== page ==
What about you? Do you think the Boeing 737 MAX will be safe to fly once recertified? Let us know in the comments!


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This is pure Propagandistic Nonsense by American Airlines in trying to promote and guarantee with their Staff the Safety of the B737 MAX. This is the business of BOEING/FAA/EASA,China, etc., Aeronautic Authorities to certify, not the Commercial Airlines.

P. Kaiser

I am not so sure it is nonsense. It is commonplace to hear the phrase, “if they think it’s so safe, why don’t they fly the thing,” around the airlines. This is true for bad weather, old equipment, etc. Is it P.R.? Absolutely! But I still think it is better than doing nothing and just telling everyone, “ok, you’re good to go.”

Personally, I avoid the MAX aircraft at all costs, but that is due to how uncomfortable they are.


Yes but even after the FAA certifies its safety most passengers will rather fly another aircraft so that’s why AA is trying to convince reticent passenegrs it is totally safe even if it s far ahead . How does AA know the 737 Max ‘s fixes will be proven totally safe? Because they want it too? Strange. My guess is that if it is certified by the FAA ,it will resume flights in the US only but the European Aviation Agency ,China etc will make a thorough investigation + tests so it might take a longer time for the 737… Read more »


I will fly it anytime. Not worried about it. Every pilot in the US will be well versed in what to do if there is a problem.


I will fly it anytime. Pilots will be so well versed in how to address any problem that I do not think it is an issue.


Boeing executives who received thousands or millions of Dollars ‘Bonuses for launching the Boeing 737 Max aircrafts should be flying in them including in European, Asian & African skies.(if those aircrafts get approval from independant aviation agencies other than the FAA.


What a load of BS!
The airplane flying the execs will have three experienced captains flying it, and will have its AOA sensors triple-checked before the flight. The rest of us will have to put up with two regular pilots, and standard maintenance checks.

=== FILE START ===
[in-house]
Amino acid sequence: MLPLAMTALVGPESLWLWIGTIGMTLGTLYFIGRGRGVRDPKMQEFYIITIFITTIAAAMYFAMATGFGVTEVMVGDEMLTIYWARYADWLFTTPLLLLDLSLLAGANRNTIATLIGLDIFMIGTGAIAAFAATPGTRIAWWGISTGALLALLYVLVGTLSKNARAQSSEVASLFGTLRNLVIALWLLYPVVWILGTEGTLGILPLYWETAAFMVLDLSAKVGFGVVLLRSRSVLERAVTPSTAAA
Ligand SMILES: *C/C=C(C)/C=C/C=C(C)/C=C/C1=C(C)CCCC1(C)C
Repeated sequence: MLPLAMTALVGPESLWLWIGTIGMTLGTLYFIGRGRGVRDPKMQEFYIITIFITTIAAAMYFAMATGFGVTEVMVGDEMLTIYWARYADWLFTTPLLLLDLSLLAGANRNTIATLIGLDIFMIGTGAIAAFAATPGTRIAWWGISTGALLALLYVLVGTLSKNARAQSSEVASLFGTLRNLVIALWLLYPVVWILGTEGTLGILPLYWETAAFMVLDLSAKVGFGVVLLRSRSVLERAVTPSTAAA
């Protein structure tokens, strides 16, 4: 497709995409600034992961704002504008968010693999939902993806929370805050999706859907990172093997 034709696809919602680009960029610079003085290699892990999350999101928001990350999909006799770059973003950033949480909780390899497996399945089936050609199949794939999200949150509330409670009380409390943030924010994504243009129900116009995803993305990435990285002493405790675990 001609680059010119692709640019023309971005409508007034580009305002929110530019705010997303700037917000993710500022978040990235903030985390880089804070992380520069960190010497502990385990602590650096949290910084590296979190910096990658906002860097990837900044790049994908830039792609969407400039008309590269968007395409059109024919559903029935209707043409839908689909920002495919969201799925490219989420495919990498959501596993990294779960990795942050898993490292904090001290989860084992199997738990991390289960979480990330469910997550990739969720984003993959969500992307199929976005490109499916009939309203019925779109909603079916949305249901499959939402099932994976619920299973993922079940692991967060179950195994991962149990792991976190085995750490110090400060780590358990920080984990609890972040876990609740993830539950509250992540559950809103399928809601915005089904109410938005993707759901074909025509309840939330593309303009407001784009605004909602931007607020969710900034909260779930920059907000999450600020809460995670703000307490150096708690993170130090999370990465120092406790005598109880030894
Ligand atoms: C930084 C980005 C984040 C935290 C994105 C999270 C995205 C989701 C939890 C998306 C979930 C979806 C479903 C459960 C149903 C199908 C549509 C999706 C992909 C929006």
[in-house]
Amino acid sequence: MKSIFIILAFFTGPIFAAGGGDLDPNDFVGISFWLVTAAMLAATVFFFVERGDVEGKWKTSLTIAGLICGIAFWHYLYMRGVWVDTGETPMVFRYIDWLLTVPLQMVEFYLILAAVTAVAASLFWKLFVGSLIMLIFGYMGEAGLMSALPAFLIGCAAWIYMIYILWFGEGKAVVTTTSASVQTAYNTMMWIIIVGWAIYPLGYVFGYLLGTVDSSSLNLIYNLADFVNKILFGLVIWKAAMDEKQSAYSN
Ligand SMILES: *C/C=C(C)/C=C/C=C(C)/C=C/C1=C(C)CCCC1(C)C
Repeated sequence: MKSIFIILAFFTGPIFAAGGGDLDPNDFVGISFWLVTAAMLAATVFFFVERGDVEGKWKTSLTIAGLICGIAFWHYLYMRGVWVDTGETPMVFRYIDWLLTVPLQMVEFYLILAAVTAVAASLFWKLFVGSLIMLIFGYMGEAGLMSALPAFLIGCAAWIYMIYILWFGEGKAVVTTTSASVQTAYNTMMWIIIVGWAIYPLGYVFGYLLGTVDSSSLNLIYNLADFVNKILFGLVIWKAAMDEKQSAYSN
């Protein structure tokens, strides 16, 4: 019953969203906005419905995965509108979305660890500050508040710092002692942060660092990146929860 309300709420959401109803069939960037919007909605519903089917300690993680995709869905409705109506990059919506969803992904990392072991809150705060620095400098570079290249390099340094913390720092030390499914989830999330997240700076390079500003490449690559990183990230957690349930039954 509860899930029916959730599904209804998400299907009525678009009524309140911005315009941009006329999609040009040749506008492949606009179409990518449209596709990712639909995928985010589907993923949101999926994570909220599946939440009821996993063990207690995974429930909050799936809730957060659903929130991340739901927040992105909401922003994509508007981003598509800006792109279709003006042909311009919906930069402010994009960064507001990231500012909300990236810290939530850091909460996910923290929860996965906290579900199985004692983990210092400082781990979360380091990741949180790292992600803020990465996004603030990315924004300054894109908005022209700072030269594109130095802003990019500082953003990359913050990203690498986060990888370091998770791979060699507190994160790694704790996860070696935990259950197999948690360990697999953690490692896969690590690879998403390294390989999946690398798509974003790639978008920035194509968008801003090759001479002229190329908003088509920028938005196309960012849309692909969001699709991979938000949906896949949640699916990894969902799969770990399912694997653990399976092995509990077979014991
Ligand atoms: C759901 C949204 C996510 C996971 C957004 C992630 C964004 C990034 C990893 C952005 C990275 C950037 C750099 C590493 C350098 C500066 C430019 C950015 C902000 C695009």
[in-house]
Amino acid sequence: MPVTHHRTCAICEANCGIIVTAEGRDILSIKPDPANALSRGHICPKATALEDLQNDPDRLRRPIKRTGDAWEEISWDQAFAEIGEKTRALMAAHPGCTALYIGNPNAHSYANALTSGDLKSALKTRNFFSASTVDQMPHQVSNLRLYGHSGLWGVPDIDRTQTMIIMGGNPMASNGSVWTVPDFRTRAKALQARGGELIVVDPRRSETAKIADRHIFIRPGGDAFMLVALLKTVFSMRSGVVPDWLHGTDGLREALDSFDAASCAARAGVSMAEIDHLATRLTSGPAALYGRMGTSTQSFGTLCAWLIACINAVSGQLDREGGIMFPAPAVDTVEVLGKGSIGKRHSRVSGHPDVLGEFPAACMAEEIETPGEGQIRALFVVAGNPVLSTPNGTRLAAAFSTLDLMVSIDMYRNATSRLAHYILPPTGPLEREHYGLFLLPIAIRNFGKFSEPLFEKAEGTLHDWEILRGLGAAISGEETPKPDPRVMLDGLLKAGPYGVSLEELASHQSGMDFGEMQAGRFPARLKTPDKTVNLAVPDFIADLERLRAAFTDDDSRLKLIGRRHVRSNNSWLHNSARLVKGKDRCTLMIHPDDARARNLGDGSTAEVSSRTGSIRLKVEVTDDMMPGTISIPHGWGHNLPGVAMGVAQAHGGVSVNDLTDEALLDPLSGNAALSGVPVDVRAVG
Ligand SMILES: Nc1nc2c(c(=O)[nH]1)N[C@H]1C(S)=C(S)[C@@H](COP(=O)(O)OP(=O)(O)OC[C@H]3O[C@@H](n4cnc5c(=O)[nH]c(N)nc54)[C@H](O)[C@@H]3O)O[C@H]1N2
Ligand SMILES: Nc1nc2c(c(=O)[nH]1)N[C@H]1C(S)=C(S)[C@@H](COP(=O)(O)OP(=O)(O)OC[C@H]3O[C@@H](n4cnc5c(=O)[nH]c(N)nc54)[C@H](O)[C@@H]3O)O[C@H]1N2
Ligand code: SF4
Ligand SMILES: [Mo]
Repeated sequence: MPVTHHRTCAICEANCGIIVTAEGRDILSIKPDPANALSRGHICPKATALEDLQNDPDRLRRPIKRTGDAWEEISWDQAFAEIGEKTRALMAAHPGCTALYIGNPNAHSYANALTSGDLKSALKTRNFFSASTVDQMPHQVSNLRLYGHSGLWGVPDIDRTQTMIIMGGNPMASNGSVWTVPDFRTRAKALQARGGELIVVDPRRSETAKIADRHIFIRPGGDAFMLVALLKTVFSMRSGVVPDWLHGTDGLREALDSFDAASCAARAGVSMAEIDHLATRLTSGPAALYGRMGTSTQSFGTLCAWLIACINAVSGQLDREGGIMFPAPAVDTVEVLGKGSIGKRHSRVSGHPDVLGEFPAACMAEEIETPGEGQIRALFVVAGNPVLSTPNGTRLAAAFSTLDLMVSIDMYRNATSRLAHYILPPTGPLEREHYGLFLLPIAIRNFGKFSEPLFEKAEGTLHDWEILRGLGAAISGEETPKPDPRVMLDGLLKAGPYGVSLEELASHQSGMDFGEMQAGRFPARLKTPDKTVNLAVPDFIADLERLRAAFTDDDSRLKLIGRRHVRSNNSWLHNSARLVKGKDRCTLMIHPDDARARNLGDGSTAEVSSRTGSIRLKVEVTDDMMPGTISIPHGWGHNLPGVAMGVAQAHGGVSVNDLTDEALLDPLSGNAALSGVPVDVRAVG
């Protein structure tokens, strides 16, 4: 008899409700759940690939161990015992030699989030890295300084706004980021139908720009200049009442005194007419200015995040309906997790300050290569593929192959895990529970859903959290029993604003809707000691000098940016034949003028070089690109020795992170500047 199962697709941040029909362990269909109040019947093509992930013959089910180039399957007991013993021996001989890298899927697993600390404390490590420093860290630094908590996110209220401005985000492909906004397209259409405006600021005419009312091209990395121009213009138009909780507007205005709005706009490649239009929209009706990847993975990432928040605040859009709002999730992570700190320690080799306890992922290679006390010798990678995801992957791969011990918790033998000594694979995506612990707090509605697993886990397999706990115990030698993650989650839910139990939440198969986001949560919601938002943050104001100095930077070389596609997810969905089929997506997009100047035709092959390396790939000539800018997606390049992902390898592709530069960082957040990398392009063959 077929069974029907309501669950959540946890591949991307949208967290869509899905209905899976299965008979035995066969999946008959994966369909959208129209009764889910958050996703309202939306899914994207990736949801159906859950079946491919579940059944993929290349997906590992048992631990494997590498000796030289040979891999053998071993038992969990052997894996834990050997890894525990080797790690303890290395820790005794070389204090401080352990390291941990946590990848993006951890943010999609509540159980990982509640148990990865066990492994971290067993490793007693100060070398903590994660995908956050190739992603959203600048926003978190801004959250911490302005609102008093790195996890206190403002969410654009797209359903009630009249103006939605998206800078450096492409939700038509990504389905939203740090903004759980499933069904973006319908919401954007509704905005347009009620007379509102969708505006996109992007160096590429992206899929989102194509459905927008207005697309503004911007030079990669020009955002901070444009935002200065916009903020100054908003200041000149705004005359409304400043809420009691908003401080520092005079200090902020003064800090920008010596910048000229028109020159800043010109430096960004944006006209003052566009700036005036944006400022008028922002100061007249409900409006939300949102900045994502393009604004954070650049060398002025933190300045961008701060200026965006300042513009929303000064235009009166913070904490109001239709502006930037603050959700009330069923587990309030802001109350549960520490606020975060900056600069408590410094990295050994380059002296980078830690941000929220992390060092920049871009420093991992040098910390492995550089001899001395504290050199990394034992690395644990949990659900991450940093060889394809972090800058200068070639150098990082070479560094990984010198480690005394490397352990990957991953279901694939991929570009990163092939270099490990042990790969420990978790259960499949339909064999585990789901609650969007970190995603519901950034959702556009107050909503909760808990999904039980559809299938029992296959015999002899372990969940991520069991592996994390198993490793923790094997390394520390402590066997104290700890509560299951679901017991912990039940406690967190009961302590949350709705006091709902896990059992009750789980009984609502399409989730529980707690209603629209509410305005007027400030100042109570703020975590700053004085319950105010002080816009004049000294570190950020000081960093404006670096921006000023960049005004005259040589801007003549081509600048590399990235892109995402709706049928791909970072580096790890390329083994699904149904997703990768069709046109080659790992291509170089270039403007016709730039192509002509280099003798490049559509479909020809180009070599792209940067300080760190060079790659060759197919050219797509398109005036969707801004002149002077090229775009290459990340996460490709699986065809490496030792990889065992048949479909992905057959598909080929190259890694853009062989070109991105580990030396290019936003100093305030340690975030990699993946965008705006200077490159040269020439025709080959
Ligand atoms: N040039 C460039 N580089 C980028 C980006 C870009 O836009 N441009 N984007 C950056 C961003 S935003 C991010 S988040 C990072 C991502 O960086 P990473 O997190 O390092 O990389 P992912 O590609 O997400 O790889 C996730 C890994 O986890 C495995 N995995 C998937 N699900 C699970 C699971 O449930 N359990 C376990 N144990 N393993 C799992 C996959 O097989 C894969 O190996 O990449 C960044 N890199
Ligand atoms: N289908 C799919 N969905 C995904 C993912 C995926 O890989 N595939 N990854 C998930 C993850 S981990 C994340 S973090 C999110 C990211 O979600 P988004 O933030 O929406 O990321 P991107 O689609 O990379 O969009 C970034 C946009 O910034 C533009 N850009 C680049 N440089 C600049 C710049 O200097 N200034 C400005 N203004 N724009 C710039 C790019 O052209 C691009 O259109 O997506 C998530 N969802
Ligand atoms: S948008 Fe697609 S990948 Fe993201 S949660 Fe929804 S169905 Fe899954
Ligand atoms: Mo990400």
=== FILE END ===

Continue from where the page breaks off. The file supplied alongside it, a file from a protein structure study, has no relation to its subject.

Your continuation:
Interesting/disgusting to see from the comments above that there are still some people who think that the MAX crashes are somehow associated with pilot nationality. Those people need to brush up on their history. The fatal 737 rudder-issue crashes in the 90s first manifested themselves on planes being flown by US pilots:


I suppose it makes no difference that there were 41,000 perfectly safe MAX flights in the year before the crashes. This plane will be beyond safe in every way measurable. It’s time for the hysteria to end. To say that you won’t ride one until a year after safe reinstatement is complete idiocy. Compare the record of the MAX, even with the crashes, with normal freeway driving.

John Wolm

It’s a suspicious deal,a cabal to make this killer aircraft carry naive passengers again.I bet Boeing sold the killer airplanes at Sale prices that the airlines find to sweet to reject. An investigation on the deal should be started immediately.

Vedant Ganesh

True I think Boeing shouldn’t have skimped on safety and made a 737NG with fancy winglets and oversized engines that are too big for this plane, especially one with a mind of its own. Cut out all the razzmatazz and make a new plane is my advice to Boeing